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Using Bootstrap v4alpha and I am trying to layout 24 pictures w/ caption underneath in grid. Let's call a tile a picture with its caption.

1) I want the tiles to be aligned vertically and horizontally as we would have if using a < table > tag with align top and left. My pictures are of the same size, but the caption length varies.

2) the number of columns adjusts with screen size. On a small screen, we would have 2 columns and 12 rows. On a medium screen 3 cols by 4 rows. On a large screen 4 cols and 3 rows.

I tried the Cards Columns and it's almost what I need, except the masonry look. I want them also aligned in rows.

I also tried the Grid Options with col-sm-6, col-md-4, and col-lg-3 however the problem lies in the fact I need to wrap a fix number of tiles within a tag < div class="row" >.

This problem also exist in previous versions of Bootstrap, but if there is a specific solution for v4, I would like to know as well.

  • I don't understand the question, if you want your row to be contained in x number of columns, can't you wrap your row div in a col-size-x div? – Alden Be Mar 25 '16 at 23:37
  • You don't need to use .row. If you don't, your columns will wrap like you expect it. – mmgross Mar 25 '16 at 23:40
  • @Alden, could you please give me an example of what you meant? – Quoc Vu Mar 27 '16 at 4:13
  • @mmgross if I don't have a .row, won't it wrap kind of randomly? all the col-* need to add up to 12 to control how many tile per row, right? – Quoc Vu Mar 27 '16 at 4:16
  • I'm not sure I understood your concern correctly, but I tried to answer it below. Please let me know if that is not what you were asking about. – mmgross Mar 27 '16 at 20:59
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You can just wrap all .col-*-* with one single <div class="row">...</div>. Your content will wrap when needed.

Now, as for your other question: You don't need to make sure that there are exactly 12 columns in each row for each screen size. If a column doesn't fit anymore (for example you have .col-*-11 and then .col-*-2) it will go to the next row automatically, even if the previous row is not 100% full.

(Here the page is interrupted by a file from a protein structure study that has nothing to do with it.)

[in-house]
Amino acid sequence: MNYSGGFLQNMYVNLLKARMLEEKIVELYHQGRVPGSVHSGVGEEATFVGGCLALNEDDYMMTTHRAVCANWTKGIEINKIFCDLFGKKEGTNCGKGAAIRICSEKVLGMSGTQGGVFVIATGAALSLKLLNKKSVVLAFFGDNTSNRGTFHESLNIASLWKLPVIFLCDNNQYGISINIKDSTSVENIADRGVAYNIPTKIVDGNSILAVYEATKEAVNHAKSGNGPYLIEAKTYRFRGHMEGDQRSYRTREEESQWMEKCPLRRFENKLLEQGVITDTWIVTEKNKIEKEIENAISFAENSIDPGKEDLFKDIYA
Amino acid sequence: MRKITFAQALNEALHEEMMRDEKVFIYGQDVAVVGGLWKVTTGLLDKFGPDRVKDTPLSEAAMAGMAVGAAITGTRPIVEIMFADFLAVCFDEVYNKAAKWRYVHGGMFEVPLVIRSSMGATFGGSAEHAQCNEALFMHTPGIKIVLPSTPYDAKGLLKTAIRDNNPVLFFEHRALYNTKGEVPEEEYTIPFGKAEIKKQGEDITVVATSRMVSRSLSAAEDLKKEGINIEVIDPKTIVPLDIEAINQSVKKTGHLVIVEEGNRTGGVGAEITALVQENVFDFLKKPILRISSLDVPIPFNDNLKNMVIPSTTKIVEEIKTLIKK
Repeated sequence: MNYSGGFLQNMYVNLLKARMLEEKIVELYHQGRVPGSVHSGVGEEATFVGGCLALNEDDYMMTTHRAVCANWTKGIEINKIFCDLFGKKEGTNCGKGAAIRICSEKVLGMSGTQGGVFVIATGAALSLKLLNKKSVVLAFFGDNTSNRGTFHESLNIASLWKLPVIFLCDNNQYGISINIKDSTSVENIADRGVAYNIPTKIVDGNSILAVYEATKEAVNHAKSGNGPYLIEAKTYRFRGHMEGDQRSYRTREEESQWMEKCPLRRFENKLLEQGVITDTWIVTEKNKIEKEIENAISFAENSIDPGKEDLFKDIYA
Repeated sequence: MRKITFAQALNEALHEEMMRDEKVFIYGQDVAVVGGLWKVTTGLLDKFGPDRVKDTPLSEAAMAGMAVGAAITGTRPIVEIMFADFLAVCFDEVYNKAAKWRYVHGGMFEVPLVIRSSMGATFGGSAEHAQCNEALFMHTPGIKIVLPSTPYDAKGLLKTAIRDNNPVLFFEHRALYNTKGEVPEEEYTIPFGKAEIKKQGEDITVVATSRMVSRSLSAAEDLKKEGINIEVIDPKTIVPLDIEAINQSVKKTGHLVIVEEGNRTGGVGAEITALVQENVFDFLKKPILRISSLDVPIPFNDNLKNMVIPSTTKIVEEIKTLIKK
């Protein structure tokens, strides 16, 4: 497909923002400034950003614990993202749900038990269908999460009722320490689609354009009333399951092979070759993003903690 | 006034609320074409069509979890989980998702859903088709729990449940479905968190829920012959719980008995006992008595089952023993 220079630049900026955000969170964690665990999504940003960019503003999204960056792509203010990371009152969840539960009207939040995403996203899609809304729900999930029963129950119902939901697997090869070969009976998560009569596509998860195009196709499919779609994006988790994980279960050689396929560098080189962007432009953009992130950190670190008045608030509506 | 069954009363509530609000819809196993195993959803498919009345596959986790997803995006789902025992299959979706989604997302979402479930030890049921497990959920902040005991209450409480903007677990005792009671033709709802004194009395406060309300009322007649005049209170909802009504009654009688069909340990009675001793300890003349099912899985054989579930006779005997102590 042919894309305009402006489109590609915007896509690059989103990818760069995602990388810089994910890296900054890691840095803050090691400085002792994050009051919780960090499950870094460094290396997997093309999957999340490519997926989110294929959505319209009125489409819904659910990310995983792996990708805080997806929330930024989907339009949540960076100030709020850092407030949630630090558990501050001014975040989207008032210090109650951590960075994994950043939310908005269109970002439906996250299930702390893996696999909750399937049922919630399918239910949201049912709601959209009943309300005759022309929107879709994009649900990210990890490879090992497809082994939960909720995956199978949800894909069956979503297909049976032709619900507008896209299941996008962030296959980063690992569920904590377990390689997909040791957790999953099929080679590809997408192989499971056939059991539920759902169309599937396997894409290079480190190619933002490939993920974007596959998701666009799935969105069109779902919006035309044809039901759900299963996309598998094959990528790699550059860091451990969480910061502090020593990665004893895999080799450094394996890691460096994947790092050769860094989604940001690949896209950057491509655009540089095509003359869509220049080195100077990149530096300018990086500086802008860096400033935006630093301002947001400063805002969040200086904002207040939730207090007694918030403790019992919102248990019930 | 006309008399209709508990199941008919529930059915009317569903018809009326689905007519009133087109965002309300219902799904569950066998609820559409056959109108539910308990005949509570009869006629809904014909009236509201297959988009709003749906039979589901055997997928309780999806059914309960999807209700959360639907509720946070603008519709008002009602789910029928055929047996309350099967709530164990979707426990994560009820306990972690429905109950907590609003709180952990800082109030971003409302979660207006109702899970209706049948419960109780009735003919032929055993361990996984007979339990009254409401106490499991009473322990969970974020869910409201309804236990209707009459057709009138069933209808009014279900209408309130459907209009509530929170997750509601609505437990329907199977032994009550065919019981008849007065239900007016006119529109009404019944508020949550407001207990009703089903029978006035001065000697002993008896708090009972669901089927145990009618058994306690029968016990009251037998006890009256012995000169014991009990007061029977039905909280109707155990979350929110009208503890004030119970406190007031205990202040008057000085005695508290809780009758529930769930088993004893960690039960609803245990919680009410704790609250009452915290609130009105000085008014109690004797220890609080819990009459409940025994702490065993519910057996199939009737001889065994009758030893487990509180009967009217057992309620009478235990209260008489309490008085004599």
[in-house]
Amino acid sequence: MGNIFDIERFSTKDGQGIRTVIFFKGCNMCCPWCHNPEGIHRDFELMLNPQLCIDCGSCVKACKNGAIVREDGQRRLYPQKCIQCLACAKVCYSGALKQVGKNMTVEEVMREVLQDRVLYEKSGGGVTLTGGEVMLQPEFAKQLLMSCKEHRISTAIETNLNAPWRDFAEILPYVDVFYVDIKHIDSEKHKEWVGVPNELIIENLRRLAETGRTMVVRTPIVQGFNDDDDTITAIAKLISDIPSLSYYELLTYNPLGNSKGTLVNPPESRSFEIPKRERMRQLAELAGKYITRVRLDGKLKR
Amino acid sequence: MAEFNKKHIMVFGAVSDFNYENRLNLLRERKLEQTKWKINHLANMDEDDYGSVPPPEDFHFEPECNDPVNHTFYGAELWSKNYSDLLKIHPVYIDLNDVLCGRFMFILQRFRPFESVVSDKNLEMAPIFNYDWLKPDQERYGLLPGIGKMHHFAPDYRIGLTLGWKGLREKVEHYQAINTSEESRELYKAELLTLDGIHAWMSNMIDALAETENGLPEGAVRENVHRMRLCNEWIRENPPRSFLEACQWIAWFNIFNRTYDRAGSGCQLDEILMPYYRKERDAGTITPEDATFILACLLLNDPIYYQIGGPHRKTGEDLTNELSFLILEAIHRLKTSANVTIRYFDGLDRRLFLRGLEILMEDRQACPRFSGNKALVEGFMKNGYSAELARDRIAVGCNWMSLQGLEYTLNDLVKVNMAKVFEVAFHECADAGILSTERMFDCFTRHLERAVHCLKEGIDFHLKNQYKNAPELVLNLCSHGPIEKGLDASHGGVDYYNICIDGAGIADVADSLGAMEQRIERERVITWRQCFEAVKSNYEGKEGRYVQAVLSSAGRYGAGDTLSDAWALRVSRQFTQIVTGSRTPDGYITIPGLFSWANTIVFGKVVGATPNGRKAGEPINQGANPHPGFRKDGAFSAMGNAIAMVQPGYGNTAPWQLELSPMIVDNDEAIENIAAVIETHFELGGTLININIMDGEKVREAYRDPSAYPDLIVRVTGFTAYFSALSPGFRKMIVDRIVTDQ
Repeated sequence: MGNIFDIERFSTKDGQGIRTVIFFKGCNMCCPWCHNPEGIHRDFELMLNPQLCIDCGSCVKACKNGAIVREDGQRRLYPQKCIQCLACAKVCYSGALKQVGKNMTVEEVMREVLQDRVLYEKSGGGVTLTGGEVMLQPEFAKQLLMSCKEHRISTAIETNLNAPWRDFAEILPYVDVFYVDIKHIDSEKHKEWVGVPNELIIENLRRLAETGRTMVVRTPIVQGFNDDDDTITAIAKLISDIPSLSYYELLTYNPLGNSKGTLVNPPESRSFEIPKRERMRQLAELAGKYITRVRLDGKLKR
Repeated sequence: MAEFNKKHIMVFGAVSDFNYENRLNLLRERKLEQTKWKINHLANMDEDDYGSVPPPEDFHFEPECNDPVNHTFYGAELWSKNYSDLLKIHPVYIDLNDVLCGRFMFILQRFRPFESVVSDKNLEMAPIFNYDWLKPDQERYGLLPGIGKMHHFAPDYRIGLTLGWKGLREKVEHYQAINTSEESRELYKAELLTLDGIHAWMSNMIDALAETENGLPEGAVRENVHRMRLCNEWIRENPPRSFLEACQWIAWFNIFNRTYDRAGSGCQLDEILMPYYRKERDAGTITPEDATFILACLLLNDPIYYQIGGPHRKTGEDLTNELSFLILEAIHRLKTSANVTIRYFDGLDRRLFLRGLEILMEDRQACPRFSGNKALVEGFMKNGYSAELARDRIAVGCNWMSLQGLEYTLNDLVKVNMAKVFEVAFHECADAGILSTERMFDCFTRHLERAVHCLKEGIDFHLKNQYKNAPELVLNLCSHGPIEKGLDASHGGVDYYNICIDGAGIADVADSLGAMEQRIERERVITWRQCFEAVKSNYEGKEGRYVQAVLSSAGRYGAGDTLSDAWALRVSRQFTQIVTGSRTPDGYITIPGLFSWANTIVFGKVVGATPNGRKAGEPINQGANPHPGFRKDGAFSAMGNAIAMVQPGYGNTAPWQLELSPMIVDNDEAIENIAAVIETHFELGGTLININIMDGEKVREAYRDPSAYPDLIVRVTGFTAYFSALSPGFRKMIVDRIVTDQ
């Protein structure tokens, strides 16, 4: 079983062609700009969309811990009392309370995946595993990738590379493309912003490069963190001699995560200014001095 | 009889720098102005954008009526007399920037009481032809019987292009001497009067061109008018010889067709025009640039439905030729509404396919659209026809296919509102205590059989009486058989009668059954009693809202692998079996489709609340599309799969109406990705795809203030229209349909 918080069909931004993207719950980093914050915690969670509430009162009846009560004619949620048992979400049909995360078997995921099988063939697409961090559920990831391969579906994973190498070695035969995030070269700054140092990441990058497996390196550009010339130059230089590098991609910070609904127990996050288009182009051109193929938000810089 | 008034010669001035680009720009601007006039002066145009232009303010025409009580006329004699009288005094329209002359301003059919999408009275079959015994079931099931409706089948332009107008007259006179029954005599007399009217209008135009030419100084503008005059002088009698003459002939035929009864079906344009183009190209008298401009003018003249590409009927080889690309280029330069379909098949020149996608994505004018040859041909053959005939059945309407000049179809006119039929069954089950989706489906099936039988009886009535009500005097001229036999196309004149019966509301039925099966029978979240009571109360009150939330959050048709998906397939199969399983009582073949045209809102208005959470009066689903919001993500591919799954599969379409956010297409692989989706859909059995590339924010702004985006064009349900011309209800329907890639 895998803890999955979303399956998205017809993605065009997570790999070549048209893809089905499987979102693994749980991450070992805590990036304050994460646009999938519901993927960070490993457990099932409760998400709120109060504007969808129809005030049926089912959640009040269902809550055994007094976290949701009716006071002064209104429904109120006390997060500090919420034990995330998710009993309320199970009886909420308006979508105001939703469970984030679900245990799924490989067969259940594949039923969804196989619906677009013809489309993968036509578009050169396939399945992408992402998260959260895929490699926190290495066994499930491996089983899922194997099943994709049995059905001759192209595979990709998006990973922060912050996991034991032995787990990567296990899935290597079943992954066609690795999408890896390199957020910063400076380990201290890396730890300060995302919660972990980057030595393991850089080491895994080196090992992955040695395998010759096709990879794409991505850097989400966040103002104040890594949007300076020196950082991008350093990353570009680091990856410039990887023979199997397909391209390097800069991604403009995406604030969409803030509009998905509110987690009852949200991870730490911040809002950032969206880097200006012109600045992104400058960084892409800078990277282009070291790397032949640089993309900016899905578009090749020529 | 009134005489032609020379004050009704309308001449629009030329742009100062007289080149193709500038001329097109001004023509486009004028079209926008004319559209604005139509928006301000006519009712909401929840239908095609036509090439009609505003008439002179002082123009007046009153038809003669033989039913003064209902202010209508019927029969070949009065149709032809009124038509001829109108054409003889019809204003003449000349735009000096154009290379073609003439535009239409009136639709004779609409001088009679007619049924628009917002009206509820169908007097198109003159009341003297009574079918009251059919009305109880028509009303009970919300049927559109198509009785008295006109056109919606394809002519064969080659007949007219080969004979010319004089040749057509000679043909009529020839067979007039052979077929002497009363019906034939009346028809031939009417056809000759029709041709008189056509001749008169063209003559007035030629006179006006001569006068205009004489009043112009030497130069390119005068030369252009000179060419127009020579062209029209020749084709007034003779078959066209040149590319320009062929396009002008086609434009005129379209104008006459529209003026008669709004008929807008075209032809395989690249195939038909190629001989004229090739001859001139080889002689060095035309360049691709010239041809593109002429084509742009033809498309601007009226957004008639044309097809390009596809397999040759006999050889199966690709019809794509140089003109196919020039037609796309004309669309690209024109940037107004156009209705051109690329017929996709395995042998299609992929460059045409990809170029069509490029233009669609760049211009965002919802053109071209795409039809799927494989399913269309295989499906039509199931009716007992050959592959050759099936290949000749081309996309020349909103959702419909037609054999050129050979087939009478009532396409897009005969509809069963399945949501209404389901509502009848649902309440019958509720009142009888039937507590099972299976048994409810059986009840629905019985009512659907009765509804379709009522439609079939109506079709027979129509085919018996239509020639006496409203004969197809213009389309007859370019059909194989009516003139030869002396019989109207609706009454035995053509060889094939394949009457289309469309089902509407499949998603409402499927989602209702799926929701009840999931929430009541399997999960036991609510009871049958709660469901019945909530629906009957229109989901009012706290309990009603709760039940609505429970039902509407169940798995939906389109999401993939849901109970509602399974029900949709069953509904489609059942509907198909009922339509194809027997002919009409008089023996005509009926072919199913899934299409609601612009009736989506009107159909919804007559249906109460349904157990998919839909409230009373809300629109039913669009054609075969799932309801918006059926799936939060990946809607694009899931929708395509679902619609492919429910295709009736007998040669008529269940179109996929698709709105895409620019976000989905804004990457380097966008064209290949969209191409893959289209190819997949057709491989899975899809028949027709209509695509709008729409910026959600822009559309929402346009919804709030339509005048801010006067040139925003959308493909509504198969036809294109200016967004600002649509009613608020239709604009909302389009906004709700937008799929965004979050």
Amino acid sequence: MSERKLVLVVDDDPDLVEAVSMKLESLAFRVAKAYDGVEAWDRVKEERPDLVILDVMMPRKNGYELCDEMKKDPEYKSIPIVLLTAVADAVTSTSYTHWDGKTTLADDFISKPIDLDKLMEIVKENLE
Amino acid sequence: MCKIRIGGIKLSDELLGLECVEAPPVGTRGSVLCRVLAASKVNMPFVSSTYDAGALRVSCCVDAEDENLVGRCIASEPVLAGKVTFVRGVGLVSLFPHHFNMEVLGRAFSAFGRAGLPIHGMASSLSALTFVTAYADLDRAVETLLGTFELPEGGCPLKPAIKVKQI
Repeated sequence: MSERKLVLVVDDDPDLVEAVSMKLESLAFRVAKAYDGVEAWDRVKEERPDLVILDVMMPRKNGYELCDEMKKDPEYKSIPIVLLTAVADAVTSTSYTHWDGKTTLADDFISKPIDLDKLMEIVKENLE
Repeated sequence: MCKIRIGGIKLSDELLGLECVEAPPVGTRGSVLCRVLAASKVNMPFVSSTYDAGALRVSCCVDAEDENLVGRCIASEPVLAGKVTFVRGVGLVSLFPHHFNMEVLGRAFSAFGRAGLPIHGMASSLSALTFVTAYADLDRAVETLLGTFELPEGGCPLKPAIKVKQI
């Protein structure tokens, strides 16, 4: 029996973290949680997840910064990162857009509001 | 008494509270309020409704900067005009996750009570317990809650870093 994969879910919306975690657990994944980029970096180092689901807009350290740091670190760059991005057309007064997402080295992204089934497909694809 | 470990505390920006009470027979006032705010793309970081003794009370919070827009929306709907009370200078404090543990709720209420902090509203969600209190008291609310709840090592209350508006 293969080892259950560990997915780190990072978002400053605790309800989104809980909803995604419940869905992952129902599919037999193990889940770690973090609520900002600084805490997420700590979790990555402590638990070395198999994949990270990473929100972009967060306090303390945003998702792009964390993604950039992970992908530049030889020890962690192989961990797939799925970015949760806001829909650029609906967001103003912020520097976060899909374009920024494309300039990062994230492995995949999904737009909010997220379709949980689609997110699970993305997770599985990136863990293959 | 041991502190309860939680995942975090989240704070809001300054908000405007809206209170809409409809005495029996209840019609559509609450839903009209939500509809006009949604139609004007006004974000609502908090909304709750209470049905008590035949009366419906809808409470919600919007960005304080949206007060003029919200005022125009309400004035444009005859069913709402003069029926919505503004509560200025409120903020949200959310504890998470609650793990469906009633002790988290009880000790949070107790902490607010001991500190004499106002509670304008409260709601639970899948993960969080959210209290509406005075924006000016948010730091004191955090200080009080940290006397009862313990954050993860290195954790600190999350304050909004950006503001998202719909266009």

Another example taken from Bootstrap's documentation

<div class="row">
  <div class="col-9">.col-9</div>
  <div class="col-4">.col-4<br>Since 9 + 4 = 13 &gt; 12, this 4-column-wide div gets wrapped onto a new line as one contiguous unit.</div>
  <div class="col-6">.col-6<br>Subsequent columns continue along the new line.</div>
</div>

Here .col-4 would introduce columns 10-13, but since there are only 12 columns, the whole div goes to the next row.

Bootstrap 4

I made a fiddle to show you, how this would work in Bootstrap 4. v4's grid system is based on flexbox and in flexbox an items will grow to use all available vertical space. This means that in a row of columns, each column will be as tall as the tallest column.

This is a huge difference to Bootstrap 3 and means that there is no need to compensate for different heights of the content.

Bootstrap 3

I originally based my answer on Bootstrap 3 and there are a few differences, so I'll keep that original answer (slightly modified) here as well for anybody who needs it.

In Bootstrap 3, you can omit the .row altogether and use .container as the parent to all the .col-*-*.

You can check out this fiddle to see the difference between using .row and not using .row to layout a grid of images. Just adjust the width of the result-frame and scroll down to see the difference when there are 3 images in a row. Of course you can also use one single .row to put all your .cols inside.

Compensating for different content height

However, since Bootstrap 3 uses floats instead of flexbox, this introduces the problem that if your columns are not the same height, the next column might start at the right of the highest element of the previous column when you want it to start at the left of the screen. So in order to push an element below all previous elements, you need to clear these floats.

Bootstrap 3 provides a class for this, you can just insert <div class="clearfix"> whenever you want to clear the floats. Additionally, you will have to hide that div for screensizes where you don't want to clear the floats, you can use the classes .hidden-* to achieve that.

<div class="container">
  <div class="col-sm-6 col-md-4 col-lg-3">
  </div>
  <div class="col-sm-6 col-md-4 col-lg-3">
  </div>

  <!-- on small devices the first row is full here, so we add a clearfix and hide it for medium and large sizes -->
  <div class="clearfix hidden-md hidden-lg"></div>

  <div class="col-sm-6 col-md-4 col-lg-3">
  </div>

  <!-- on medium devices the first row is full here, so we add a clearfix and hide it for small and large sizes -->
  <div class="clearfix hidden-sm hidden-lg"></div>

  <div class="col-sm-6 col-md-4 col-lg-3">
  </div>
</div>

Again, I made a fiddle to show the whole thing in action.

  • 1
    Thanks @mmgross. You example looks good with all tiles having the same size. In my case, they have the same width but not the same height then they wrap strangely. For example: – Quoc Vu Mar 29 '16 at 1:32
  • Thanks @mmgross. You example looks good with all tiles having the same size. In my case, they have the same width but not the same height then they wrap strangely. For example, i modified your code and you can see the problem when it displays 3 columns jsfiddle.net/quocvu/66t6hbkf/2 – Quoc Vu Mar 29 '16 at 1:39
  • Thanks a lot @mmgross. That's a very clever way of using the hidden-* classes. Works like a charm :) – Quoc Vu Apr 18 '16 at 6:08

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